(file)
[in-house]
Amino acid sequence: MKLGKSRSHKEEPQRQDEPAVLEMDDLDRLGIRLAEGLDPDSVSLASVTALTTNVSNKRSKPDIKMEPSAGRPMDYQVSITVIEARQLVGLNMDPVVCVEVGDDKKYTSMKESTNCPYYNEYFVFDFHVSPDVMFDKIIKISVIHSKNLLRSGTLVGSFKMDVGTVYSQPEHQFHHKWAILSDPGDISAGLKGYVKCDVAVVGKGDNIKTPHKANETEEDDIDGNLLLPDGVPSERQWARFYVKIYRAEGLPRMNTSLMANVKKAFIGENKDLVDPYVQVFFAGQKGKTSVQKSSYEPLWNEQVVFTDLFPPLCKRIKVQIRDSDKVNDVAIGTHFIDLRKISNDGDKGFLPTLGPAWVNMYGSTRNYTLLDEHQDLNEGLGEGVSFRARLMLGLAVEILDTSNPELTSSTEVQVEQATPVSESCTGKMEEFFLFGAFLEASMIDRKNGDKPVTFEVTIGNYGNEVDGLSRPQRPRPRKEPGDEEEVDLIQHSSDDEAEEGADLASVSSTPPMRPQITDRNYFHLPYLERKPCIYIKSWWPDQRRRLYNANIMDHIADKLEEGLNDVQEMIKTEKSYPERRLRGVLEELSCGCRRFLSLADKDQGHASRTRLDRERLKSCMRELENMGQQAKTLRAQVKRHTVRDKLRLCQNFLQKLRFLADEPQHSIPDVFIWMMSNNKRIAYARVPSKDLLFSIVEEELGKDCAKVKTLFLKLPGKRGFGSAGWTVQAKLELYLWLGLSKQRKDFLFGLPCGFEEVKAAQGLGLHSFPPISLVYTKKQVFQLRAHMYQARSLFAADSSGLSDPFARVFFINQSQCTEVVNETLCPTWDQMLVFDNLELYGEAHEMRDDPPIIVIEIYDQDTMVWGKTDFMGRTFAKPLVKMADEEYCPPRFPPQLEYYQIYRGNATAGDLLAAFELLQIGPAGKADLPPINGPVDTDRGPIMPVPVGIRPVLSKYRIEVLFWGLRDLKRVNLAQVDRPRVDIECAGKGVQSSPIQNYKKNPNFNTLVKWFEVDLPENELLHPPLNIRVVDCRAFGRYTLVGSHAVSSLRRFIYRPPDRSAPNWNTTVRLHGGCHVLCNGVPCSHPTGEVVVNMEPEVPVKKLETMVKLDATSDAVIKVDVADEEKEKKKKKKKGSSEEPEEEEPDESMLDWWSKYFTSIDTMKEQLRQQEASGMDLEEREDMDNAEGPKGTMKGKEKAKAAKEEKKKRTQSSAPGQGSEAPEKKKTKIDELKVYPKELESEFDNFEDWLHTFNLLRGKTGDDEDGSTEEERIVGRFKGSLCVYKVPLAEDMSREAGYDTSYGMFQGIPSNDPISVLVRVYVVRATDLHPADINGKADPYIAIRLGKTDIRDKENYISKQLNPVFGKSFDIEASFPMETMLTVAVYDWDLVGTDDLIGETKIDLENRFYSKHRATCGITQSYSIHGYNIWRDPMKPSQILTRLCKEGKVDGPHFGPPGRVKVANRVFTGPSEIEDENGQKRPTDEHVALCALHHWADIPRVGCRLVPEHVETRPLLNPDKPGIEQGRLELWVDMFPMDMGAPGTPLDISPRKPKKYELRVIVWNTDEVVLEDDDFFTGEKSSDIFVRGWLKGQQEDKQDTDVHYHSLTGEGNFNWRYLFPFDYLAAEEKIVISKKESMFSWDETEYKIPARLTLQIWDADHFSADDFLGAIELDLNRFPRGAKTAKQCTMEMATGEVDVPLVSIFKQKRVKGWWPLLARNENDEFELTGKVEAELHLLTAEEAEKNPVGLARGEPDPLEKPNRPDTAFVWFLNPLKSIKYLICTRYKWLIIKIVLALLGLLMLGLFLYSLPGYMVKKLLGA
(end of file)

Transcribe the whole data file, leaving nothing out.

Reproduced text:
[in-house]
Amino acid sequence: MKLGKSRSHKEEPQRQDEPAVLEMDDLDRLGIRLAEGLDPDSVSLASVTALTTNVSNKRSKPDIKMEPSAGRPMDYQVSITVIEARQLVGLNMDPVVCVEVGDDKKYTSMKESTNCPYYNEYFVFDFHVSPDVMFDKIIKISVIHSKNLLRSGTLVGSFKMDVGTVYSQPEHQFHHKWAILSDPGDISAGLKGYVKCDVAVVGKGDNIKTPHKANETEEDDIDGNLLLPDGVPSERQWARFYVKIYRAEGLPRMNTSLMANVKKAFIGENKDLVDPYVQVFFAGQKGKTSVQKSSYEPLWNEQVVFTDLFPPLCKRIKVQIRDSDKVNDVAIGTHFIDLRKISNDGDKGFLPTLGPAWVNMYGSTRNYTLLDEHQDLNEGLGEGVSFRARLMLGLAVEILDTSNPELTSSTEVQVEQATPVSESCTGKMEEFFLFGAFLEASMIDRKNGDKPVTFEVTIGNYGNEVDGLSRPQRPRPRKEPGDEEEVDLIQHSSDDEAEEGADLASVSSTPPMRPQITDRNYFHLPYLERKPCIYIKSWWPDQRRRLYNANIMDHIADKLEEGLNDVQEMIKTEKSYPERRLRGVLEELSCGCRRFLSLADKDQGHASRTRLDRERLKSCMRELENMGQQAKTLRAQVKRHTVRDKLRLCQNFLQKLRFLADEPQHSIPDVFIWMMSNNKRIAYARVPSKDLLFSIVEEELGKDCAKVKTLFLKLPGKRGFGSAGWTVQAKLELYLWLGLSKQRKDFLFGLPCGFEEVKAAQGLGLHSFPPISLVYTKKQVFQLRAHMYQARSLFAADSSGLSDPFARVFFINQSQCTEVVNETLCPTWDQMLVFDNLELYGEAHEMRDDPPIIVIEIYDQDTMVWGKTDFMGRTFAKPLVKMADEEYCPPRFPPQLEYYQIYRGNATAGDLLAAFELLQIGPAGKADLPPINGPVDTDRGPIMPVPVGIRPVLSKYRIEVLFWGLRDLKRVNLAQVDRPRVDIECAGKGVQSSPIQNYKKNPNFNTLVKWFEVDLPENELLHPPLNIRVVDCRAFGRYTLVGSHAVSSLRRFIYRPPDRSAPNWNTTVRLHGGCHVLCNGVPCSHPTGEVVVNMEPEVPVKKLETMVKLDATSDAVIKVDVADEEKEKKKKKKKGSSEEPEEEEPDESMLDWWSKYFTSIDTMKEQLRQQEASGMDLEEREDMDNAEGPKGTMKGKEKAKAAKEEKKKRTQSSAPGQGSEAPEKKKTKIDELKVYPKELESEFDNFEDWLHTFNLLRGKTGDDEDGSTEEERIVGRFKGSLCVYKVPLAEDMSREAGYDTSYGMFQGIPSNDPISVLVRVYVVRATDLHPADINGKADPYIAIRLGKTDIRDKENYISKQLNPVFGKSFDIEASFPMETMLTVAVYDWDLVGTDDLIGETKIDLENRFYSKHRATCGITQSYSIHGYNIWRDPMKPSQILTRLCKEGKVDGPHFGPPGRVKVANRVFTGPSEIEDENGQKRPTDEHVALCALHHWADIPRVGCRLVPEHVETRPLLNPDKPGIEQGRLELWVDMFPMDMGAPGTPLDISPRKPKKYELRVIVWNTDEVVLEDDDFFTGEKSSDIFVRGWLKGQQEDKQDTDVHYHSLTGEGNFNWRYLFPFDYLAAEEKIVISKKESMFSWDETEYKIPARLTLQIWDADHFSADDFLGAIELDLNRFPRGAKTAKQCTMEMATGEVDVPLVSIFKQKRVKGWWPLLARNENDEFELTGKVEAELHLLTAEEAEKNPVGLARGEPDPLEKPNRPDTAFVWFLNPLKSIKYLICTRYKWLIIKIVLALLGLLMLGLFLYSLPGYMVKKLLGA